Malaria is a major infectious disease that continues to furnish challenges to population health and healthcare systems worldwide, especially in developing countries.
According to data that was released in 2019, approximately 229 million malaria cases and 409,000 deaths occurred worldwide.
Malaria has similar symptoms to other febrile illnesses such as typhoid. Meanwhile, several people self-diagnose based on the symptoms they exhibit. The availability of over-the-counter antimalaria drugs makes this wrong practice a quick option. Hence, multi-resistance to antimalarial drugs occurs, and when a person is truly infected with malaria, the available drugs become impotent. Also, misdiagnosis of malaria leads to delayed treatment of the actual illness.
Laboratory diagnosis is the most reliable and accurate way to ascertain the presence of malaria parasites in the blood thus helping to distinguish malaria from other febrile illnesses. Laboratory diagnosis of malaria includes a Rapid Diagnostic Test which indicates the presence or absence of malaria infection, a Blood Smear Microscopy Test for confirmation and parasite count, and Parasite Density which helps to monitor the patient’s response to treatment. Other additional tests include PCR to identify parasite species, Complete Blood Count and Blood Glucose Test to check for other complications.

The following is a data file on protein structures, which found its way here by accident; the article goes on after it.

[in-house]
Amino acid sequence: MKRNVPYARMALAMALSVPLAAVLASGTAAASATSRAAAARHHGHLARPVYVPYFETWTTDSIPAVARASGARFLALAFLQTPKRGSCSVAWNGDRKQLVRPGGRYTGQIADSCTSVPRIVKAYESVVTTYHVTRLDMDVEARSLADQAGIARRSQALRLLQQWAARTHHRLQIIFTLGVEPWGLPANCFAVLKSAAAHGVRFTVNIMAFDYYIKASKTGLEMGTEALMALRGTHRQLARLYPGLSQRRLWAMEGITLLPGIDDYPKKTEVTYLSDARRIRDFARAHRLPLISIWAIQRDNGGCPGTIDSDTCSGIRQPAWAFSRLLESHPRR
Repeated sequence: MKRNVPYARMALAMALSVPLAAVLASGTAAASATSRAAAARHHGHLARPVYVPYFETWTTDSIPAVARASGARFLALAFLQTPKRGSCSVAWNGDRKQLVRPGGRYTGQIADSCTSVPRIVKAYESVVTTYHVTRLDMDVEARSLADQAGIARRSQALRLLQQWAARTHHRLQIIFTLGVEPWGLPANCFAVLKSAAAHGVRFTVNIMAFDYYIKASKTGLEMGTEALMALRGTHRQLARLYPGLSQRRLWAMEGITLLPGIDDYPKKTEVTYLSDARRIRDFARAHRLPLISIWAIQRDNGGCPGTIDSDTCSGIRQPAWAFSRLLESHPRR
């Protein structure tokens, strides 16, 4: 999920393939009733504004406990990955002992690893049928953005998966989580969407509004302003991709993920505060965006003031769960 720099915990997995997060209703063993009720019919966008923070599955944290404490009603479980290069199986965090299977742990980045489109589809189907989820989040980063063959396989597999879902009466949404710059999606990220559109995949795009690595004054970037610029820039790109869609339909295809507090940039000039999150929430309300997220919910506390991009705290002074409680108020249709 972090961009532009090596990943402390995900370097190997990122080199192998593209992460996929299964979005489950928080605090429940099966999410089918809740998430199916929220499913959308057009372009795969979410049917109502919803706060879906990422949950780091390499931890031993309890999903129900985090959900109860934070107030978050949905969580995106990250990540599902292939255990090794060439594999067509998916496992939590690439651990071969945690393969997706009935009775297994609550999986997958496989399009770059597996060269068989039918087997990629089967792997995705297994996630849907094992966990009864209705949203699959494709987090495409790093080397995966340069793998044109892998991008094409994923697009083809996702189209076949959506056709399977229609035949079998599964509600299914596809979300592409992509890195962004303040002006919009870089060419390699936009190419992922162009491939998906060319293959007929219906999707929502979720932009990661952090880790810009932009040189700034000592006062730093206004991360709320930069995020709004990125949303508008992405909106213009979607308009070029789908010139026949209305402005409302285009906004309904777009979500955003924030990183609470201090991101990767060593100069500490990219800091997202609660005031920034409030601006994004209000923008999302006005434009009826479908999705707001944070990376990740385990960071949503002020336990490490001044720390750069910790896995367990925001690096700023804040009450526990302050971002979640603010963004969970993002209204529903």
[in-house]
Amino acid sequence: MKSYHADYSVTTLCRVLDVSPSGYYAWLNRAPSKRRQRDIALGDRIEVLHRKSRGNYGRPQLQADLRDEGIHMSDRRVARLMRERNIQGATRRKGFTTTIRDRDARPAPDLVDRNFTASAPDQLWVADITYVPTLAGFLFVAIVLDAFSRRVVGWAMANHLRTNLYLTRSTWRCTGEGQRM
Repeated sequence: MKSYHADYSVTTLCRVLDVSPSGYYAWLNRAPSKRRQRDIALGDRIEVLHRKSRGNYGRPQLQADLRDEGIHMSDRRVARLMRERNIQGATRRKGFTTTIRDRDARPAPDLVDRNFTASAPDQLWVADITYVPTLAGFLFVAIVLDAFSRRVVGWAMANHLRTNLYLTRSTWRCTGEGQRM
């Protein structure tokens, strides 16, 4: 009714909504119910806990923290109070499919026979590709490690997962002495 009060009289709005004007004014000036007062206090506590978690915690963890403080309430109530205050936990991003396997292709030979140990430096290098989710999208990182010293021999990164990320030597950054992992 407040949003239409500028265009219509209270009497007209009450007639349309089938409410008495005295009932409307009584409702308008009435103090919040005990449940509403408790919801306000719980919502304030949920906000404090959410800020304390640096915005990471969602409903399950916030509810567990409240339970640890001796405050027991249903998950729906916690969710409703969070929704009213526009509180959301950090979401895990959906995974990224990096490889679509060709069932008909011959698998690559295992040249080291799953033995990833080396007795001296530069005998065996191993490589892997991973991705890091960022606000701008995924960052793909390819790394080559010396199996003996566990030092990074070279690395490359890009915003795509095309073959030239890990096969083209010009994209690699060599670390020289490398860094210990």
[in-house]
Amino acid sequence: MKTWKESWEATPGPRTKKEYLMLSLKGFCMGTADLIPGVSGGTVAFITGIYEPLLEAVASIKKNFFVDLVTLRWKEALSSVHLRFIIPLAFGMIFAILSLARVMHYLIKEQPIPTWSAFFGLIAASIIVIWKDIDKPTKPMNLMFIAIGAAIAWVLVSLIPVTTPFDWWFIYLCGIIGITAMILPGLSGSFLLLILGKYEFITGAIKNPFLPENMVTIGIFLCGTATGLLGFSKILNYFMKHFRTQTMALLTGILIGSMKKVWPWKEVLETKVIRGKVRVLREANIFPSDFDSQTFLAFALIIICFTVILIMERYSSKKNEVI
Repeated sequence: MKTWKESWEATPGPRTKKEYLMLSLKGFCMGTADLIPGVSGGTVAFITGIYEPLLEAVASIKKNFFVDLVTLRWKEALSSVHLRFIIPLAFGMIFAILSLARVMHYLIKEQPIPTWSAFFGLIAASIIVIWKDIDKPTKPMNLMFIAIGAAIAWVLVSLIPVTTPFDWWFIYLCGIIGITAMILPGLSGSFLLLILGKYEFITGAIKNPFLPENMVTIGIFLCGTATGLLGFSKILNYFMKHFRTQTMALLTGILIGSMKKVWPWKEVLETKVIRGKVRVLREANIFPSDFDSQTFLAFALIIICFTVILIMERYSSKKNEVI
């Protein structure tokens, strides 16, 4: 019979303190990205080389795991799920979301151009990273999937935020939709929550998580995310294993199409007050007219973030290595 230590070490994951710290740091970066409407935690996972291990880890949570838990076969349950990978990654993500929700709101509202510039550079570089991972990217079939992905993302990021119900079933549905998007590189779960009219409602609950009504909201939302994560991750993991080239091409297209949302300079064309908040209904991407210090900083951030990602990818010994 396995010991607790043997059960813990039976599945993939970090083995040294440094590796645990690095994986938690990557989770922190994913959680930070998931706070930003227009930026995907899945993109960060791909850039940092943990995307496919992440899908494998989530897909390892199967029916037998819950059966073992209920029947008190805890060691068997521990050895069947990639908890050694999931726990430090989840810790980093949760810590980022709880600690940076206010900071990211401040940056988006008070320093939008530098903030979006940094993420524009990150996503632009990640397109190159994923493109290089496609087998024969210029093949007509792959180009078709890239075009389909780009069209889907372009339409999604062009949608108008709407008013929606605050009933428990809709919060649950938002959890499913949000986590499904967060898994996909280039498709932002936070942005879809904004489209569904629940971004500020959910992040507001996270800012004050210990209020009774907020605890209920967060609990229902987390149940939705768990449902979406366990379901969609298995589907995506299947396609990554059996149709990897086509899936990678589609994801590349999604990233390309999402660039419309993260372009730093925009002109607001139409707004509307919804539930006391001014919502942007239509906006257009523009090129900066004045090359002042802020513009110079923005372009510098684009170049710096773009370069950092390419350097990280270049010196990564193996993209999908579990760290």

Prompt and correct diagnosis is vital for the effective control of malaria cases to lessen morbidity and mortality caused by delayed or poor management of patients.
Accurate laboratory diagnosis of Malaria will ultimately help to prevent the development of drug-resistant strains of the malaria parasite. Say no to misdiagnosis, we’ve got you covered.
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Typhoid Fever is a life-threatening infection caused by the bacterium Salmonella Typhi. In a report by the World Health Organisation
Scarlatina, another name for Scarlet Fever, is characterized by a brilliant red rash that covers the majority of the body. Children aged 5 to 15 are most susceptible to developing scarlet fever.